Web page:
Sixteen-Year-Old High School Basketball Star Is Actually 22-Year-Old LiarS

Jerry Joseph was simply living the American dream—lying about his age so that he could go back to high school and relive his glory days as the big man on campus. Didn't Bob Dylan sing about this?

Be honest—we've all had that dream of returning to our old high school so that we might use the wisdom and acne-free skin of our early 20s (or 30s) to dominate athletic teams and order around the cheerleaders who used to ignore us. We never act on that, of course, because that would be ... wrong? I guess? (Yes. Definitely wrong.) Joseph didn't see it that way, however. He enrolled at Nimitz Junior High school in Texas last year, claiming to be a 15-year-old orphan from Haiti. Last fall, he moved up to Permian High School—yes, that's Buzz's old stomping ground—where he played on the varsity team as a high school sophomore.

However, officials discovered this week that Joseph is actually Guerdwich Montimere, a 22-year-old nationalized citizen who graduated from a Fort Lauderdale high school in 2007.

Montimere led his old high school hoops team to the state semifinal before giving college ball a brief shot (at Highland Community College in Illinois.) When that didn't pan out, he dropped out of college and life ... until emerging in Odessa under a new name. He claimed to be parent-less and living with a half-brother—who was actually an old high school teammate. When the "brother" moved away, Permian head coach Danny Wright became his legal guardian, moving Montimere into his home. Because he was an immigrant, no one questioned his lack of school records or foreign birth certificate. It was the perfect plan.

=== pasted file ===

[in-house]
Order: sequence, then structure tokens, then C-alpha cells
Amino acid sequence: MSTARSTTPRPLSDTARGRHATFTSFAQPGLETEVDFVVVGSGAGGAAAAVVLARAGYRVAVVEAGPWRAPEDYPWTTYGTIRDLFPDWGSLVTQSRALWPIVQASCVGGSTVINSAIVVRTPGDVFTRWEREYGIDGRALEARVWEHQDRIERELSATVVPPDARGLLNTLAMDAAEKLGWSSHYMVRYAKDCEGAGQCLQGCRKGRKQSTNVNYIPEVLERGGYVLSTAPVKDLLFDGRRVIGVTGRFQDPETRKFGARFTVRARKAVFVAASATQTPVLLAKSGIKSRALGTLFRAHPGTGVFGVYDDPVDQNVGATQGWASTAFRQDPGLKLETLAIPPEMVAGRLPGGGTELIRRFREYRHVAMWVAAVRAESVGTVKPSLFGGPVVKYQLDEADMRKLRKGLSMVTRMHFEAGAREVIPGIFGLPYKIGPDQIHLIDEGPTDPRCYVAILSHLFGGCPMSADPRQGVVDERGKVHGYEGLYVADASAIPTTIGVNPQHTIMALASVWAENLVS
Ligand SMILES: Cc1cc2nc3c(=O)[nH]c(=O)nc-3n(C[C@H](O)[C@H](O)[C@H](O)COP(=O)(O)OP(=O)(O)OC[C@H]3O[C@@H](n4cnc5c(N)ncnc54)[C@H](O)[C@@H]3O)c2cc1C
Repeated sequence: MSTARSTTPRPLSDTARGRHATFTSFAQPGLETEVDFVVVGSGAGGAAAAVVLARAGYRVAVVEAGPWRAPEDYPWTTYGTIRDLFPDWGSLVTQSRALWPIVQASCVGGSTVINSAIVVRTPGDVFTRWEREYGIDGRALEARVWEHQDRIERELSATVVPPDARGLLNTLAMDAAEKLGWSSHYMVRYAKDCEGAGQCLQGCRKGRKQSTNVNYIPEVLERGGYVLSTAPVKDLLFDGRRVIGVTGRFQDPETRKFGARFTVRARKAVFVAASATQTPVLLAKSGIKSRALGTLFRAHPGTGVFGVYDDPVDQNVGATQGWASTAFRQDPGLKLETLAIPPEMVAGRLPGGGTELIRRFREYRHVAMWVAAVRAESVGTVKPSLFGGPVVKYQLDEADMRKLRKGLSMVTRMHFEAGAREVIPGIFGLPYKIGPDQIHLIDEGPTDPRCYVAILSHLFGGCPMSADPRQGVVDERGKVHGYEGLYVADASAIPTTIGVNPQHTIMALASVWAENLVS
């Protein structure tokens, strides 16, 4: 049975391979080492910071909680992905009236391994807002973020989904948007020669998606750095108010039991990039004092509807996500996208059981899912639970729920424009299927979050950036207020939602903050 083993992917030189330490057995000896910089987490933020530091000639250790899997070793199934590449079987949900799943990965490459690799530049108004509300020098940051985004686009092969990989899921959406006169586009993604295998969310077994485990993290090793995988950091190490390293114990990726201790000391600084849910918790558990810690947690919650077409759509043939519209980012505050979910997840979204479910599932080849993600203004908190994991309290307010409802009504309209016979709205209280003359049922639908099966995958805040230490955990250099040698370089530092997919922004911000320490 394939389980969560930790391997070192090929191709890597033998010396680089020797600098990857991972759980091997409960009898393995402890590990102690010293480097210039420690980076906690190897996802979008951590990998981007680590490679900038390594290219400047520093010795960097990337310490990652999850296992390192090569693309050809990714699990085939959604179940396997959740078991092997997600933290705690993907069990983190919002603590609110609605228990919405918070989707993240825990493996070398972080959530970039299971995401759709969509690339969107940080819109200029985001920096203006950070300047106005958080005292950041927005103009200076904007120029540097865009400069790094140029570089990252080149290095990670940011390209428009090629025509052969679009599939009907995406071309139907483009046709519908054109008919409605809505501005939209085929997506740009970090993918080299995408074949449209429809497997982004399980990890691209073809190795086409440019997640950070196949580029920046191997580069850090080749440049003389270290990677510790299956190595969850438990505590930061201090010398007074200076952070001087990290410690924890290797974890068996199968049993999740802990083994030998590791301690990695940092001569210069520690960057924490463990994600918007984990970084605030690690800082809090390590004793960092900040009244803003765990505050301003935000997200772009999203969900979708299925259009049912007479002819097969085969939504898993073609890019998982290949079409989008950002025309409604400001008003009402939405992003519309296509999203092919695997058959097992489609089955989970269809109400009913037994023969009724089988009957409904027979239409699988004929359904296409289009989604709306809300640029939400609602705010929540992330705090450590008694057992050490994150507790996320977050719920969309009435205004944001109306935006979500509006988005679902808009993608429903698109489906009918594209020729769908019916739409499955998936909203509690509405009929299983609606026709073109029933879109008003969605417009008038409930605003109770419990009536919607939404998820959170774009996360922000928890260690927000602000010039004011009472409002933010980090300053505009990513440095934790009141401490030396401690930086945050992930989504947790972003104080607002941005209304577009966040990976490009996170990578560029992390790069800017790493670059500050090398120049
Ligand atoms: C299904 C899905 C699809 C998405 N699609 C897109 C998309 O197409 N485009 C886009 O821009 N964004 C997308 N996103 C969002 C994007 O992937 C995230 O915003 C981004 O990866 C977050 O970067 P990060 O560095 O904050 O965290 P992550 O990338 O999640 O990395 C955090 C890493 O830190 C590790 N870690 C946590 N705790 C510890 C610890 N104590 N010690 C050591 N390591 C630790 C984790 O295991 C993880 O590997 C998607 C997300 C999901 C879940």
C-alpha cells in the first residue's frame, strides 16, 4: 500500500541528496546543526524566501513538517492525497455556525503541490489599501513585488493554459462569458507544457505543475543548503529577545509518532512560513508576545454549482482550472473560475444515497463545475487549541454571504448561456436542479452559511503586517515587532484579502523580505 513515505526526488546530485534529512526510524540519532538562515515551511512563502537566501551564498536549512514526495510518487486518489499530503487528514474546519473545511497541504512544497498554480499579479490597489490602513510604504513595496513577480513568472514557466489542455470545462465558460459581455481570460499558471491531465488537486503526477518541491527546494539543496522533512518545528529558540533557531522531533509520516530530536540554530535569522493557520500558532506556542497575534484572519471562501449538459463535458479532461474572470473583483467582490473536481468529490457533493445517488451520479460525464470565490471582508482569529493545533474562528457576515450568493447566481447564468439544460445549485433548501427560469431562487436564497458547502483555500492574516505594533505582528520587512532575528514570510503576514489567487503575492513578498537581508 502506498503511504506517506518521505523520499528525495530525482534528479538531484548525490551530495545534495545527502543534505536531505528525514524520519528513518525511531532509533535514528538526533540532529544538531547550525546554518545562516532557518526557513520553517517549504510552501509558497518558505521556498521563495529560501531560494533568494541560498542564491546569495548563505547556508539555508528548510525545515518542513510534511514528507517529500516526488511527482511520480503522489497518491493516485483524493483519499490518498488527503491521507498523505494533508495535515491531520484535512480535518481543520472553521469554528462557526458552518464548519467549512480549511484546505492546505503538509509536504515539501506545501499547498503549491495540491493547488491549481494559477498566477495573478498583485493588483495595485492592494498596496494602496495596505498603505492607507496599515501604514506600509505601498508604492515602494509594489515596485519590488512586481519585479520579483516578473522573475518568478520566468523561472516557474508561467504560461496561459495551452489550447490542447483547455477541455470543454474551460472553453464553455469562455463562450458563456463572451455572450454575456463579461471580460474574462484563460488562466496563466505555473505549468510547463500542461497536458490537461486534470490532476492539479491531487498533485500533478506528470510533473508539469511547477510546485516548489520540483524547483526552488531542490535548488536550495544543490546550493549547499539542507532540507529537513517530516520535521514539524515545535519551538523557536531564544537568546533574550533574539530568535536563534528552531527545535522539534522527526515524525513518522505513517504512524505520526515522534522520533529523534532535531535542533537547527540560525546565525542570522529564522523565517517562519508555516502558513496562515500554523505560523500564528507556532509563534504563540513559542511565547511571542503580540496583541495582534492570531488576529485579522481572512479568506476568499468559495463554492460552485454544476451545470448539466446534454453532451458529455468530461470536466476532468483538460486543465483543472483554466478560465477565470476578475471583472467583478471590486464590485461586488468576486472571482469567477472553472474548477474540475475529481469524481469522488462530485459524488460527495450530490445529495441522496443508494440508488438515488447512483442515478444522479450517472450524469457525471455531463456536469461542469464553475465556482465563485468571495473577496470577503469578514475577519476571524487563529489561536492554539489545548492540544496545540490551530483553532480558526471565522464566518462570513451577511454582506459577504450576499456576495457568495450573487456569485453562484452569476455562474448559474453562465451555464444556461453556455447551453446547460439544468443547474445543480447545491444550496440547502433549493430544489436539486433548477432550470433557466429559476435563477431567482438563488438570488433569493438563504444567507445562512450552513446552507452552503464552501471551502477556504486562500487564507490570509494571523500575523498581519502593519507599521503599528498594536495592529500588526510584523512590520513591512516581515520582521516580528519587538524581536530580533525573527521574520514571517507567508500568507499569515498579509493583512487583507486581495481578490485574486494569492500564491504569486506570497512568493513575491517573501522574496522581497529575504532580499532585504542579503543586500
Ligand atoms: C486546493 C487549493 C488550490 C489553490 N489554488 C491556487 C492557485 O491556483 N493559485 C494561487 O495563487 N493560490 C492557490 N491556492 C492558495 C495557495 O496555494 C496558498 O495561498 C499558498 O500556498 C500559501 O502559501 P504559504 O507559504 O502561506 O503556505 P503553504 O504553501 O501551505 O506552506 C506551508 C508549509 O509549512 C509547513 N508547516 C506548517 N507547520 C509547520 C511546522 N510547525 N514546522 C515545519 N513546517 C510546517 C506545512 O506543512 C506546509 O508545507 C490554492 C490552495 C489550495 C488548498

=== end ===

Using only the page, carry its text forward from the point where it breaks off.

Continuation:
Or it was until Montimere's old AAU coaches from Florida noticed "Jerry Joesph" playing at a tournament in Arkansas and realized it was the same kid. They tipped off authorities in Texas, but even federal immigration investigators concluded that Joseph and Montimere were two different people. However, even though "Joseph" didn't really exist he was in danger of being deported, so when confronted with his deception, Montimere confessed. Now everyone in the district is left scratching their heads.

I'm just not sure who to feel worse for—the duped community or the guy who can't let go. Playing high school basketball was the one thing Montimere did better than anything else, so why shouldn't he be allowed to do that forever? How can you be expected to get a real job when prom was the greatest night of your life? Why can't we hold on to our youth forever?

Oh, right. It's creepy and against the law. Always forget that part.

Permian player is impostor [Odessa American]
Texas high school player Jerry Joseph is really 22-year old Dillard grad [South Florida Sun-Sentinel]